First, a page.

Suggestibility suppression can be described as a decreased tendency to accept and act on the suggestions of others. A common example of suggestibility supression in action would be a person being unwilling to believe or trust another person's suggestions without a greater amount of prior discussion than would usually be considered necessary during every day sobriety.
Although this effect can occur as a distinct mindstate, it may also arise due to interactions between a number of other effects. For example, a person who is currently experiencing mild paranoia combined with analysis enhancement may find themselves less trusting and more inclined to think through the suggestions of others before acting upon them, alternatively, a person who is experiencing ego inflation may find that they value their own opinion over others and are therefore equally less likely to follow the suggestions of others.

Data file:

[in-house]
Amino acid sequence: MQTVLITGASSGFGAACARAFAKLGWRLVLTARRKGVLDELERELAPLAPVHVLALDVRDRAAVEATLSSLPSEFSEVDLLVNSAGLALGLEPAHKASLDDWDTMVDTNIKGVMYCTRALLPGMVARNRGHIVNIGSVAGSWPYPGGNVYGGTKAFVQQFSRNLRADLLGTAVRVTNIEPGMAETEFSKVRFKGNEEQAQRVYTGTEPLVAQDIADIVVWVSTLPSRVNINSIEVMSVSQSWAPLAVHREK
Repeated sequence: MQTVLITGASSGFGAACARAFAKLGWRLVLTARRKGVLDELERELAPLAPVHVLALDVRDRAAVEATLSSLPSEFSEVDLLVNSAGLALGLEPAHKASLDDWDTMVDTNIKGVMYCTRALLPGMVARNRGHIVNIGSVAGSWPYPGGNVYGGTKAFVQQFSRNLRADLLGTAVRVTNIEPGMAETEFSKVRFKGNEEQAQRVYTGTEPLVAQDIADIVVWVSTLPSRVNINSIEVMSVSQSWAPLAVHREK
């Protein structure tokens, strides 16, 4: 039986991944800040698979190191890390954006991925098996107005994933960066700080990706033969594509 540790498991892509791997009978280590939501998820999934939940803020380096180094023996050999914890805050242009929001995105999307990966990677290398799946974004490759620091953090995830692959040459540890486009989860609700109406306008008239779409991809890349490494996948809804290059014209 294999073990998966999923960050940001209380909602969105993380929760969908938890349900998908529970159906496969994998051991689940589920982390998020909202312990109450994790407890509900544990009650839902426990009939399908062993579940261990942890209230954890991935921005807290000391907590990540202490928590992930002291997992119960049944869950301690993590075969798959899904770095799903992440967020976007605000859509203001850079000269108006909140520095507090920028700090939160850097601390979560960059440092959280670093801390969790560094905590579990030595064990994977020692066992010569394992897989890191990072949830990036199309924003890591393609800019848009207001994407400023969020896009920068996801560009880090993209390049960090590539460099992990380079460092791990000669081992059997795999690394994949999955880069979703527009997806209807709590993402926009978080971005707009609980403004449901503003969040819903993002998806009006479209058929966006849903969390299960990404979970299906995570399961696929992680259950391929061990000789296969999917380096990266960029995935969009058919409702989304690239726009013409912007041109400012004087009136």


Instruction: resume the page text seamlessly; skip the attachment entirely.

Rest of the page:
Suggestibility suppression is most commonly induced under the influence of moderate dosages of stimulant compounds, particularly dopaminergic stimulants such as methylphenidate, amphetamine, and cocaine.
Compounds within our psychoactive substance index which may cause this effect include:
Anecdotal reports which describe this effect within our experience index include:
- Responsible use
- Subjective effects index
- Dissociatives - Subjective effects
- Deliriants - Subjective effects
- Psychedelics - Subjective effects